In fact, not all those regimes proved of equal temperament. The central geography of Syria, the vital role that Assad’s regime plays in extending Iran’s regional reach (and in maintaining Russia’s regional presence), and its firm support among small but powerful segments of the local population—these factors pulled the Arab Spring into a different twist when it hit Syria. Assad’s power base turned out to be much more solid than many had foreseen. In retrospect, it’s doubtful that—if Obama had intervened earlier, as Clinton, Petraeus, and the others advised—it would have shaken Assad in his boots, forced him into exile, driven him to the negotiating tables, severed his ties to Iran and Russia, or compelled his generals to overthrow him.
Whatever the situation may have been a year ago, the conflict is now a civil war—not so much a clash between a dictator and rebels but rather a sectarian conflict (similar to those we’ve seen in the region this past decade, with the unraveling of the post–World War I settlement of imperial borders), intensified by the brutality of this dictator and the multiple rivalries among these rebels.
In this sense, another way to view Syria is a war between Hezbollah (whose militias came to the aid of Assad’s army) and al-Qaida (whose affiliates are playing a growing role in the rebellion). Seen that way, a president wouldn’t be out of line for asking, “And why should I get in the middle of this?” A particularly cynical subscriber to Realpolitik might even be keen to let the two sides fight it out.
But then there is the human factor—so horrific it cannot (or anyway should not) be pushed aside. The war has killed nearly 100,000 Syrians, displaced 2.5 million people internally, and forced another 1.7 million into exile (out of a pre-war population of 23 million).
Many of those exiles have crossed into Jordan. A refugee camp just across the border—which Secretary of State John Kerry visited on Thursday—holds 115,000 people. Most of them live in tents, some are constructing shacks; gang wars have broken out among the many young people. It’s a disaster that is exhausting the Jordanian government’s resources: financial, political, and otherwise.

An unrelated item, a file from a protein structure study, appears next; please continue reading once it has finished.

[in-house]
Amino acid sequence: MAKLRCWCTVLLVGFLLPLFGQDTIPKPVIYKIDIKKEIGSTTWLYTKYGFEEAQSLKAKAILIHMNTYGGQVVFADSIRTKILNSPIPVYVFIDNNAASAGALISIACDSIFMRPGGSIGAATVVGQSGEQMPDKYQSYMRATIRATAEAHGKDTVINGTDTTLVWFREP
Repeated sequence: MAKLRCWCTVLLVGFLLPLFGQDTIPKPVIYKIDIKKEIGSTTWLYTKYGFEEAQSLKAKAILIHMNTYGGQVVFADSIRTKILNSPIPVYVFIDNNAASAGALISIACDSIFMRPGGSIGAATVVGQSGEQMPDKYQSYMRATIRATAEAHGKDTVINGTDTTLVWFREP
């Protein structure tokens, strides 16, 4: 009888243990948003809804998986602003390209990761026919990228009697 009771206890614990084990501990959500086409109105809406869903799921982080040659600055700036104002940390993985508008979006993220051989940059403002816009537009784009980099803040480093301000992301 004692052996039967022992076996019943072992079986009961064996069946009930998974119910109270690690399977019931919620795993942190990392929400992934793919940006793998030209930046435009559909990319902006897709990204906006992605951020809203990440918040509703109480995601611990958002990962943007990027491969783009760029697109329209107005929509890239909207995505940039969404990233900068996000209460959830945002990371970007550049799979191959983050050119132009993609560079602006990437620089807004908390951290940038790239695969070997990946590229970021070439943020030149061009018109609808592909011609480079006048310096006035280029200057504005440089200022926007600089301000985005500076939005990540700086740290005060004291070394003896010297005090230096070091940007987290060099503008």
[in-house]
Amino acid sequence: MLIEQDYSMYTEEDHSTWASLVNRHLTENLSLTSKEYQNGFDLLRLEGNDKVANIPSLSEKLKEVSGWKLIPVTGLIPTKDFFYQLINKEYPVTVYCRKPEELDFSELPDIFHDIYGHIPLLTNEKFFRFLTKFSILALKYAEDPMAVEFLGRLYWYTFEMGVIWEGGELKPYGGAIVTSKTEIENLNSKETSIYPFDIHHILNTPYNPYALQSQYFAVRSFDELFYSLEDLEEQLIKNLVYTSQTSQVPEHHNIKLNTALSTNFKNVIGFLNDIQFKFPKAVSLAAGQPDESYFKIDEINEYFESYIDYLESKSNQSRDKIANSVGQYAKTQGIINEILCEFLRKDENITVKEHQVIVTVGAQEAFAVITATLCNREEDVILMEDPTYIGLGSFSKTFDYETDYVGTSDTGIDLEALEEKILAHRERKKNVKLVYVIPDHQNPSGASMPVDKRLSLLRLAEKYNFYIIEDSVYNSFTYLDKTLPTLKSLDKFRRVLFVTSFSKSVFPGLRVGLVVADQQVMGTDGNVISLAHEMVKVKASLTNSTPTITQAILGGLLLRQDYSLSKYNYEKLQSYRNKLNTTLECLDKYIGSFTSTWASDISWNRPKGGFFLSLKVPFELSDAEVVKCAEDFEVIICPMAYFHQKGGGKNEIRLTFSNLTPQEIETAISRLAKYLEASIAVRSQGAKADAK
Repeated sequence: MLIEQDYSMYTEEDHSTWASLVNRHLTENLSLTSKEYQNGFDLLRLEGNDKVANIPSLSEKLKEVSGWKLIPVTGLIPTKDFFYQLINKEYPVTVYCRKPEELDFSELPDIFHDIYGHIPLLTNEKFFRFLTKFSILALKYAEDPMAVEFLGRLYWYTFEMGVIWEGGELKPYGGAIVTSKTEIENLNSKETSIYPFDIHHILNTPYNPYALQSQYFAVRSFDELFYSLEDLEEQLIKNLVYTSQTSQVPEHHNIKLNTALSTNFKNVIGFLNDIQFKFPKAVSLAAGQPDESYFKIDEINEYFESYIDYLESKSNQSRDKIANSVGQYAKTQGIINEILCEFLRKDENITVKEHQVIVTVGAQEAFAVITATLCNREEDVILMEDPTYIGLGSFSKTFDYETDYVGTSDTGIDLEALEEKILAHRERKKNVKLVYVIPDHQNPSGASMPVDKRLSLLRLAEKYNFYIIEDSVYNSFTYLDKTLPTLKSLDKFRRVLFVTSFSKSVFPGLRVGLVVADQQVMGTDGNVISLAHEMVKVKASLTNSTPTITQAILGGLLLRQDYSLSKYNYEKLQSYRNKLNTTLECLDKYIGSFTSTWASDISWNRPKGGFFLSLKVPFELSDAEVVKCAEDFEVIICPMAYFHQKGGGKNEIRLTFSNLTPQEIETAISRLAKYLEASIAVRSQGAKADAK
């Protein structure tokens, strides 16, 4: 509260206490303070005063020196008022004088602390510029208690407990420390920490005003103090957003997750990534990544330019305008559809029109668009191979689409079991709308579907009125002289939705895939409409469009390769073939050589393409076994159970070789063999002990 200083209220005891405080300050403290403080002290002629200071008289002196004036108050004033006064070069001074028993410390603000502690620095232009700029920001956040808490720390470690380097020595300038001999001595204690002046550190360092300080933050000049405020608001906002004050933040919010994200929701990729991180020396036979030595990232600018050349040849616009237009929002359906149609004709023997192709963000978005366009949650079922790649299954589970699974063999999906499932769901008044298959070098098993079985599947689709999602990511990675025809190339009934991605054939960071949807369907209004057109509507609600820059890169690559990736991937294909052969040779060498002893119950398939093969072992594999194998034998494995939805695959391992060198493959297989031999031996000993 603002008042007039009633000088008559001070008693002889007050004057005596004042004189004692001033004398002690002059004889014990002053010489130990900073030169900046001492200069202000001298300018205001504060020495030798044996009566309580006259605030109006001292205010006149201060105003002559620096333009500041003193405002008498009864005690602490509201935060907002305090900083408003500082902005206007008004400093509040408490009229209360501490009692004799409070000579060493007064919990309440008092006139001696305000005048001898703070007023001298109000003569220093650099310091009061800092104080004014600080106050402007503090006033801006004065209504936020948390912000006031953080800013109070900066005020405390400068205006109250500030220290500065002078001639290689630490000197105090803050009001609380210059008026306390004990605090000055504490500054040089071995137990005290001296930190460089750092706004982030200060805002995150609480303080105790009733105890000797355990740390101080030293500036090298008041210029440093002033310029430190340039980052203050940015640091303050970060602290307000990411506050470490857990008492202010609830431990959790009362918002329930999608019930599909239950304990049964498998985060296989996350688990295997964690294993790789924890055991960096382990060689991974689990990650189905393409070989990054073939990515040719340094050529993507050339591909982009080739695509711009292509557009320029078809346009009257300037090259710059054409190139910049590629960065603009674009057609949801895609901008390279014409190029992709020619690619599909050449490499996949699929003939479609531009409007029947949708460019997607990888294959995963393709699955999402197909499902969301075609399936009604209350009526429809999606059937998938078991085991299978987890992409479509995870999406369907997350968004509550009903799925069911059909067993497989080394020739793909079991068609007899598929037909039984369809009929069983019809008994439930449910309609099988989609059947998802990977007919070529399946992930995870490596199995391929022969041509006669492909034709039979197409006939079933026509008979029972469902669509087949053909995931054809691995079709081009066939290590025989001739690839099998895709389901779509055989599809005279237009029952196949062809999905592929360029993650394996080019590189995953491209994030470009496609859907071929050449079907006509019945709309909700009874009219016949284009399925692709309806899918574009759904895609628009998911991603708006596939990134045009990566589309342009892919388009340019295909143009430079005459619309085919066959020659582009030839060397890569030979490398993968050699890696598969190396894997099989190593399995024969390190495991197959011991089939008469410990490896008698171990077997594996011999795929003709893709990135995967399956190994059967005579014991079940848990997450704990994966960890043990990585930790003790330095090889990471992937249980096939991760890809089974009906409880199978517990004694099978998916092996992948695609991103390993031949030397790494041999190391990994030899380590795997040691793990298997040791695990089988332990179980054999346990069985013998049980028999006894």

The United States is funding quite a bit of this effort, but it could do much more, as could many other countries and the United Nations. That should be a top priority. If the Jordanian government were to crumble under the pressure, disasters of various sorts would cascade across the region. That would trigger a genuine national security crisis, and not just for us.
There is also a case for cross-border aid to rebel-controlled areas, to be administered in part by international agencies but more upfront by the Syrian opposition’s political institutions. Marc Lynch has made this case, arguing that—besides addressing the humanitarian crisis—it would also force the more moderate factions of the opposition to develop administrative skills and build political support.
There are two problems with this idea. First, the countries in the region are reluctant to send aid to these areas, except covertly. (The idea would involve such massive aid that it would have to be out in the open.) Then again, nobody has exactly been pressuring them to do so. If the United States took a leadership role, and (particularly important) if the rebel’s provisional government seemed in charge, the dynamic might change.
Second, and much more serious, providing security to this enclave might require setting up a no-fly zone, as the United States did in northern Iraq for the Kurds during the 12 years between the two wars against Saddam Hussein. This is precisely the risk of escalation that Obama tends to avoid—and wisely so. No-fly zones are also resisted, as a matter of course, by the Joint Chiefs of Staff, who sigh—correctly—that such operations are much more complicated than their advocates think. For one thing, they do constitute an act of war. So this may be a nonstarter (though it should be thoroughly explored before it’s casually dismissed).
The bottom line, though, is that there is little to gain, and much to risk or lose, in getting involved in this war militarily. President Bill Clinton last month urged Obama to intervene, saying that he’d look like a “wuss” if he didn’t, adding, “Sometimes it’s just best to be caught trying, as long as you don’t over-commit.” That was irresponsible and vapid. What did he mean by “over-commit”? Was he suggesting that Obama send just enough arms or troops to show that he was “trying,” just as long as it didn’t have much effect? Trying without trying too hard—and thus showing that your efforts are worthless—is often worse than not trying at all.
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